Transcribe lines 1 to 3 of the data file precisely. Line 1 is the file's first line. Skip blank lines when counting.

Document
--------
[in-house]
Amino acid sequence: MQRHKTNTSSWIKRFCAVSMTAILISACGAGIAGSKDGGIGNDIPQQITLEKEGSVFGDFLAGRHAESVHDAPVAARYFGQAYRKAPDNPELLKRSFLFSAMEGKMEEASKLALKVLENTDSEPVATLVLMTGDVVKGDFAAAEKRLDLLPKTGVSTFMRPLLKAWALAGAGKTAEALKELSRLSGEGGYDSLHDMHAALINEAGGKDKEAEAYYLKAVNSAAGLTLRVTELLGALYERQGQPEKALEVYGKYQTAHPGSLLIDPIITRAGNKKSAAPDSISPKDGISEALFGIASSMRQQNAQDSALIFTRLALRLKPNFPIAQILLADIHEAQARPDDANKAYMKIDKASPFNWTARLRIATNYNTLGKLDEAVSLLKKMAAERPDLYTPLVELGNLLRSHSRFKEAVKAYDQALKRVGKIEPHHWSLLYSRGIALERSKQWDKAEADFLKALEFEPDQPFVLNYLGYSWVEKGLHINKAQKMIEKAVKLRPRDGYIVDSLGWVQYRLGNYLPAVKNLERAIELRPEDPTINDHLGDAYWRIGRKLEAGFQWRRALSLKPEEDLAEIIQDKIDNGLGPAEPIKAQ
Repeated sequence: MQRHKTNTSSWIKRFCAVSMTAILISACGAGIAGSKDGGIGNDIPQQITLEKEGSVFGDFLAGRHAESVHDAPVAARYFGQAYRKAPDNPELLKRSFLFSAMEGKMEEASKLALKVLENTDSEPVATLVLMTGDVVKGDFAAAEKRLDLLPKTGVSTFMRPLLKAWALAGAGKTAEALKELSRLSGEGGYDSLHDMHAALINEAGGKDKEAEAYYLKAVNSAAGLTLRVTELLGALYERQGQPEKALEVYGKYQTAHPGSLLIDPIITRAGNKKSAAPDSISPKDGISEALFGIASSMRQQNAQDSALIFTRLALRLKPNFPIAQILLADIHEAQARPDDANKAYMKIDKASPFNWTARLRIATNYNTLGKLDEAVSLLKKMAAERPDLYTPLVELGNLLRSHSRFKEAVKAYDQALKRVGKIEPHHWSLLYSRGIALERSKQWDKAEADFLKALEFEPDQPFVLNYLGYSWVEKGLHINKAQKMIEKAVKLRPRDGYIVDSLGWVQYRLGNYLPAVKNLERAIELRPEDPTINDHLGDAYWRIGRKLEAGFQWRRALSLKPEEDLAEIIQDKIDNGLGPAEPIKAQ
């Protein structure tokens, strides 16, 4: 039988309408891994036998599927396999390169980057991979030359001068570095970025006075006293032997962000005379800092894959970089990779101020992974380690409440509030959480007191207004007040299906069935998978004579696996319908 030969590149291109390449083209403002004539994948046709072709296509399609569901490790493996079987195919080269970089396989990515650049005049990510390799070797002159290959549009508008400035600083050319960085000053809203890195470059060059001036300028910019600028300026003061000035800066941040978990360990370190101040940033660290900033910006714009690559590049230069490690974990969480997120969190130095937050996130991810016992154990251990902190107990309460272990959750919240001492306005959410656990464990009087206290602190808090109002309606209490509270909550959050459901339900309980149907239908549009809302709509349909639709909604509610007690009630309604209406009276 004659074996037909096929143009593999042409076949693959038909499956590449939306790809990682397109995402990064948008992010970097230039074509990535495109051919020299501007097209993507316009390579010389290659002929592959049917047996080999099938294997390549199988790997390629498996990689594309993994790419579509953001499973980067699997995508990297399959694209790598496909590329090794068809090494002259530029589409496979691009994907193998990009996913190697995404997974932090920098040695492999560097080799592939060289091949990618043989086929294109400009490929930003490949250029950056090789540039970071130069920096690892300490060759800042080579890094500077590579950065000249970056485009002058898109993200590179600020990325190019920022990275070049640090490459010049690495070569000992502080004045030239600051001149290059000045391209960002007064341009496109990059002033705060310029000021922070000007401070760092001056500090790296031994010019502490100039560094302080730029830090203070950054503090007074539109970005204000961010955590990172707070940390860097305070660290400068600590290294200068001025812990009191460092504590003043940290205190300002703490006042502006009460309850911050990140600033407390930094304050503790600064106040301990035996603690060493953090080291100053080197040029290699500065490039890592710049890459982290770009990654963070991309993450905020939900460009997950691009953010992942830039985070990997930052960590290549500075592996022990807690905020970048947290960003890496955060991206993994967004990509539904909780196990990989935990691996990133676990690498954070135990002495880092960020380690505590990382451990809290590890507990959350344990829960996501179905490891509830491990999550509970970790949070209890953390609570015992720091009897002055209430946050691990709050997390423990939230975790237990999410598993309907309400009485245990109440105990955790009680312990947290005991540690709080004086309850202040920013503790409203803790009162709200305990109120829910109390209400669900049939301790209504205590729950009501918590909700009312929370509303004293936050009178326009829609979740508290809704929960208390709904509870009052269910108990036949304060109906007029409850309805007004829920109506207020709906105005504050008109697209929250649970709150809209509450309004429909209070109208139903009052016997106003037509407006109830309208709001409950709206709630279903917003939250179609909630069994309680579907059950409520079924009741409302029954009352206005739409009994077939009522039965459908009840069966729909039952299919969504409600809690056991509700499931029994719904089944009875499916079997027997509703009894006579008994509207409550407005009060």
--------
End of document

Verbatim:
[in-house]
Amino acid sequence: MQRHKTNTSSWIKRFCAVSMTAILISACGAGIAGSKDGGIGNDIPQQITLEKEGSVFGDFLAGRHAESVHDAPVAARYFGQAYRKAPDNPELLKRSFLFSAMEGKMEEASKLALKVLENTDSEPVATLVLMTGDVVKGDFAAAEKRLDLLPKTGVSTFMRPLLKAWALAGAGKTAEALKELSRLSGEGGYDSLHDMHAALINEAGGKDKEAEAYYLKAVNSAAGLTLRVTELLGALYERQGQPEKALEVYGKYQTAHPGSLLIDPIITRAGNKKSAAPDSISPKDGISEALFGIASSMRQQNAQDSALIFTRLALRLKPNFPIAQILLADIHEAQARPDDANKAYMKIDKASPFNWTARLRIATNYNTLGKLDEAVSLLKKMAAERPDLYTPLVELGNLLRSHSRFKEAVKAYDQALKRVGKIEPHHWSLLYSRGIALERSKQWDKAEADFLKALEFEPDQPFVLNYLGYSWVEKGLHINKAQKMIEKAVKLRPRDGYIVDSLGWVQYRLGNYLPAVKNLERAIELRPEDPTINDHLGDAYWRIGRKLEAGFQWRRALSLKPEEDLAEIIQDKIDNGLGPAEPIKAQ
Repeated sequence: MQRHKTNTSSWIKRFCAVSMTAILISACGAGIAGSKDGGIGNDIPQQITLEKEGSVFGDFLAGRHAESVHDAPVAARYFGQAYRKAPDNPELLKRSFLFSAMEGKMEEASKLALKVLENTDSEPVATLVLMTGDVVKGDFAAAEKRLDLLPKTGVSTFMRPLLKAWALAGAGKTAEALKELSRLSGEGGYDSLHDMHAALINEAGGKDKEAEAYYLKAVNSAAGLTLRVTELLGALYERQGQPEKALEVYGKYQTAHPGSLLIDPIITRAGNKKSAAPDSISPKDGISEALFGIASSMRQQNAQDSALIFTRLALRLKPNFPIAQILLADIHEAQARPDDANKAYMKIDKASPFNWTARLRIATNYNTLGKLDEAVSLLKKMAAERPDLYTPLVELGNLLRSHSRFKEAVKAYDQALKRVGKIEPHHWSLLYSRGIALERSKQWDKAEADFLKALEFEPDQPFVLNYLGYSWVEKGLHINKAQKMIEKAVKLRPRDGYIVDSLGWVQYRLGNYLPAVKNLERAIELRPEDPTINDHLGDAYWRIGRKLEAGFQWRRALSLKPEEDLAEIIQDKIDNGLGPAEPIKAQ